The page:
I cope with a difficulty while working on a project with the Arcadia method.
During the SA, I have the feeling that all the parameters that allows us to choose between two alternatives are linked with the preconceptions on the two architecture that we have.
The capability trade off that one has to make is performed considering the effect that the choice will have on the system.
However, how to judge those effets if the LA have not be made ?
My first thought will be to make two ‘rough’ LA, in order to see the structural differences between the two alternatives, and then make the choice. But it can be very time consumming.
I suppose that the two alternatives that you mention are design choices, right ?
If so, maybe your SA has not the good contents : SA should only describe customer expectations on the system, such as expected services to be delivered to the users in different use cases (missions and required capabilities). Therefore, it should in no means be subject to any influence of design choices.
In your book ‘Model Based System engineering with the Arcadia method’, part 6.2, you gave the example of the choice between an automatic and a manual level crossing. If the operator of the system is considered as integrated in the system, isn’t that a design choice ?
For exemple in this case, if the customer’s expectation is both related to the cost and the safety of the system, how can one assess that an automatic will be safer than a manual crossing level, considering that those elements are actually extracted from the architecture of the system ?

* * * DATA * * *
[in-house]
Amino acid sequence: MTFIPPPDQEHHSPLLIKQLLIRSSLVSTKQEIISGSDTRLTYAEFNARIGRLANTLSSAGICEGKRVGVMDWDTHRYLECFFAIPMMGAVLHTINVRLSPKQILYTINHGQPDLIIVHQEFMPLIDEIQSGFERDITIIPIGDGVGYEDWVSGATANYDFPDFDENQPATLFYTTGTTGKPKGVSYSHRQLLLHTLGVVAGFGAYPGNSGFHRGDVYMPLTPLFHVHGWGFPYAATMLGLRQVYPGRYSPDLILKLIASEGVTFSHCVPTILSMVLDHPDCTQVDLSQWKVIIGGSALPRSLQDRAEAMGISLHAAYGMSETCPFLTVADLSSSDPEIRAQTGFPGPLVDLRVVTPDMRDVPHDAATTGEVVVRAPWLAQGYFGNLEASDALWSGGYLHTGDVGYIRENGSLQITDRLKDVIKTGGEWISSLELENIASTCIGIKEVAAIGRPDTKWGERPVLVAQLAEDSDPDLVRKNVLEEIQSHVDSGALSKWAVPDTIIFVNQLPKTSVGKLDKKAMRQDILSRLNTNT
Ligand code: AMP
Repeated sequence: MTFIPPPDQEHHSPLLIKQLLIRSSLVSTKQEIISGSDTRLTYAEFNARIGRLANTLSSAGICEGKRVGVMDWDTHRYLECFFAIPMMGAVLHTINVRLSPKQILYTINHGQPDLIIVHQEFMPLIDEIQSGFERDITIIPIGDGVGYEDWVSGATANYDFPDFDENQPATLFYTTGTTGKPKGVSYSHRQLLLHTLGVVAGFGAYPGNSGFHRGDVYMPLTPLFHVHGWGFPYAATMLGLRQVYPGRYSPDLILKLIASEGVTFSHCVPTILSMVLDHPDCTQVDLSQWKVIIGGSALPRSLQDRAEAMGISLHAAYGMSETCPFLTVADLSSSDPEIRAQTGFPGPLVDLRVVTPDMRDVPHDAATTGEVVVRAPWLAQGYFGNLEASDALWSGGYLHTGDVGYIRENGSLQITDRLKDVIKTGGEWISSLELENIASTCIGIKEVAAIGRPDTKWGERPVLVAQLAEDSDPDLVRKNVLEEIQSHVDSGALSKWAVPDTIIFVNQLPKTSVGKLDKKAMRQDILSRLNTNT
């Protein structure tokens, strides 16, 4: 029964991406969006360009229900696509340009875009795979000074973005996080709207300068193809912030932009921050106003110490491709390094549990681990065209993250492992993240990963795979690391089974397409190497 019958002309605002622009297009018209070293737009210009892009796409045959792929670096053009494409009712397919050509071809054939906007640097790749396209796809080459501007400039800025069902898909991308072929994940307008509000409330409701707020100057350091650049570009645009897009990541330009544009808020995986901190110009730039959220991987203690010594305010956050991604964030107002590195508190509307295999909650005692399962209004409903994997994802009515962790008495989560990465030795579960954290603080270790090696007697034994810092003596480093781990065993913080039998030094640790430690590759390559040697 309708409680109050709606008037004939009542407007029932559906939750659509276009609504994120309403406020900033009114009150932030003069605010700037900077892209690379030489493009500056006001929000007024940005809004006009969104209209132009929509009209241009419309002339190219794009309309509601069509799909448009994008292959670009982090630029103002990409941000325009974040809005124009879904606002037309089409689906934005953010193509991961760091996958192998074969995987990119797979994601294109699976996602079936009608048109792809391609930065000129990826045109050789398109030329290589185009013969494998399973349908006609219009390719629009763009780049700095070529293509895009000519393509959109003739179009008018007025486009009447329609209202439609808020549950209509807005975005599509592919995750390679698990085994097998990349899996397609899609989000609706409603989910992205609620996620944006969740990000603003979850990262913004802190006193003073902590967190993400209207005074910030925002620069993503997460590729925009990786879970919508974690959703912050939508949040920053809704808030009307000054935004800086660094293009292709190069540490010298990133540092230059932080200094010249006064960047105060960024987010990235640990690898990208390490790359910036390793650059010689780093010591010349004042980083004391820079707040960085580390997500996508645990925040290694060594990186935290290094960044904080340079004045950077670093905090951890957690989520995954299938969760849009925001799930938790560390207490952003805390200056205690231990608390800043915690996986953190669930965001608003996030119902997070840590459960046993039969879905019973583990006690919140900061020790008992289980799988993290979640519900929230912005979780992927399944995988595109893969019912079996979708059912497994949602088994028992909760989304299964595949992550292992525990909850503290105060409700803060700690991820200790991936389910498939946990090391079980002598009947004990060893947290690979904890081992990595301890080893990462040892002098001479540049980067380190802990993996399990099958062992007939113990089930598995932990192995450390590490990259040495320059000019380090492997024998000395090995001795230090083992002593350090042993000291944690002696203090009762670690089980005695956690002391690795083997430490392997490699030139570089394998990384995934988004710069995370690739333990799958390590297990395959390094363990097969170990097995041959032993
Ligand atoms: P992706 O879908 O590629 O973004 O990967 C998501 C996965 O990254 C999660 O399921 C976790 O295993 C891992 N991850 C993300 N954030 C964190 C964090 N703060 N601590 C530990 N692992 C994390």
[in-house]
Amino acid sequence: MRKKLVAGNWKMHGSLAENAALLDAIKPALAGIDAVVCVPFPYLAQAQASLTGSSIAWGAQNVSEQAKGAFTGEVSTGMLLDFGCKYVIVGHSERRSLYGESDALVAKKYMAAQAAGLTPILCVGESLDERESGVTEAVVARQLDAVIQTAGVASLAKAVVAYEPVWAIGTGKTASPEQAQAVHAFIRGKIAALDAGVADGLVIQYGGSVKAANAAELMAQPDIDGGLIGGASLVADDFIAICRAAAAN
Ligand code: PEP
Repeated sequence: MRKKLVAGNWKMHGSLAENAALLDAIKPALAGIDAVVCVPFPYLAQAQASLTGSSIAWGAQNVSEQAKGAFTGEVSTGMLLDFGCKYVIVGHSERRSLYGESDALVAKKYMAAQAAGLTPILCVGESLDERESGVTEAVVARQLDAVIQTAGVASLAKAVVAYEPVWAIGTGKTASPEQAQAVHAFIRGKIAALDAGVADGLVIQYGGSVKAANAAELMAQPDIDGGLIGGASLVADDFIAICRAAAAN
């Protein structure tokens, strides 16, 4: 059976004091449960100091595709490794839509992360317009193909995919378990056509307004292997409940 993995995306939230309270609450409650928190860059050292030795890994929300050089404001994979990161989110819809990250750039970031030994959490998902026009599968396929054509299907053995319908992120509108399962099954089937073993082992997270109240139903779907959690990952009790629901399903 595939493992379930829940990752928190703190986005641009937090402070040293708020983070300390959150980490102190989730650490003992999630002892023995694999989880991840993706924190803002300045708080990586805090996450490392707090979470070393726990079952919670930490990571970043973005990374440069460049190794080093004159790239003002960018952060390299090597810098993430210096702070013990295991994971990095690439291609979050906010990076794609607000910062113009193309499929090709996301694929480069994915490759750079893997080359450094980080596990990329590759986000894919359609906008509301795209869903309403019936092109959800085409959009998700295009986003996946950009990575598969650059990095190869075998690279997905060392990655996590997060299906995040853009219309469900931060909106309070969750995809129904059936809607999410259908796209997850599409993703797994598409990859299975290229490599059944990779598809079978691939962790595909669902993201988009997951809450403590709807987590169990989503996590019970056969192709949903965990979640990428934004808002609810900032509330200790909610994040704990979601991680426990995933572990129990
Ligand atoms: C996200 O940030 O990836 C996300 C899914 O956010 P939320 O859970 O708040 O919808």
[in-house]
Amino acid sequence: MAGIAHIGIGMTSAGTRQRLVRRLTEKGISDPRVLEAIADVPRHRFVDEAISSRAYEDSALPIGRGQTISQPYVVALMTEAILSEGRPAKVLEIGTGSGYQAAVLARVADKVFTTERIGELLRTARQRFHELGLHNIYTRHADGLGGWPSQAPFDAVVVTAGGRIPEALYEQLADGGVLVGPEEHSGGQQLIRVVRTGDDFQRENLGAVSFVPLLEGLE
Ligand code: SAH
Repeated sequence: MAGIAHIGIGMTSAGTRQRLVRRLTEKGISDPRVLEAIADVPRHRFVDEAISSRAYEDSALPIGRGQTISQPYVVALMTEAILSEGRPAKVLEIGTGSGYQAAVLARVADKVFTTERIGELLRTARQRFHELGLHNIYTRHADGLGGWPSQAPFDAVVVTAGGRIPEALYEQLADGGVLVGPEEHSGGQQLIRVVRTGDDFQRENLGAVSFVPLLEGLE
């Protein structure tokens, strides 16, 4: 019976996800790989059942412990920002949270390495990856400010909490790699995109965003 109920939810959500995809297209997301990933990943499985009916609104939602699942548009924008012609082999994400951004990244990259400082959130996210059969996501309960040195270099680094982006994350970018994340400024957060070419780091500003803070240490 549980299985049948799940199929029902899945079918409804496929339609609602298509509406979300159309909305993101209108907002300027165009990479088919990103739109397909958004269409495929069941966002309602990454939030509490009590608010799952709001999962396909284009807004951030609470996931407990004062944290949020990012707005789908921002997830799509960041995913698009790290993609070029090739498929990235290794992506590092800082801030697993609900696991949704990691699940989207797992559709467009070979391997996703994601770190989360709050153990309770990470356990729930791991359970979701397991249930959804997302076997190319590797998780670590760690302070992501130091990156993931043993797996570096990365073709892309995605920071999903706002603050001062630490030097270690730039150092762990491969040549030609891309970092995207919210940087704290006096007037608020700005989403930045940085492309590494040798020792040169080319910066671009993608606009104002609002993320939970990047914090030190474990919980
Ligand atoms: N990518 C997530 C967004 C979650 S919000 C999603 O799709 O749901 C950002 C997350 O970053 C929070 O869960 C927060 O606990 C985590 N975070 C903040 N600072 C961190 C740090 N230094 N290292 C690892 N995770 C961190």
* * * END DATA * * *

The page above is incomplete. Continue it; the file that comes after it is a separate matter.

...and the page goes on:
Thank you for your quick reply !
Thanks for reading !
This is a good question, emphasizing differences between system need and solution, as supported by System Need Analysis (SA) and Logical/physical Architecture (LA/PA) respectively.
It all depends on the customer need contents: if he considers that a human supervision is requested (maybe due to regulation constraints), then this is part of his need, so you will have to express this in SA, notably with an external actor. But in this case, you still have to discuss with the customer the distribution of tasks between the system and the operator, including automatic Vs manual behavior; this will drive functional allocation to the system and the operator in SA. This is what is illustrated in the book.
Another example is that today, regulations require two pilots in the cockpit for commercial Aircraft, no room for optimization or automation (yet).
In some cases, the customer may leave you free to define not only the system, but also the role of possible operators, if any (this is not considered in the book example). In this case, you should probably not define any external operator in SA, and only introduce an operator in LA or PA. And here, you are right, this would be a pure design decision, thus not appearing before (in SA).
For the aircraft example, if you have to design a surveillance aircraft, then the crew concept and the number/roles of operators might be a pure design decision, depending on the kind and number of on board sensors and tasks required by the mission, among others.
I suppose that what I have to do nom is ask my customer whether he wants the best system (operators in LA) or the best system with its constraints (operators in SA).
Thank you for your answer !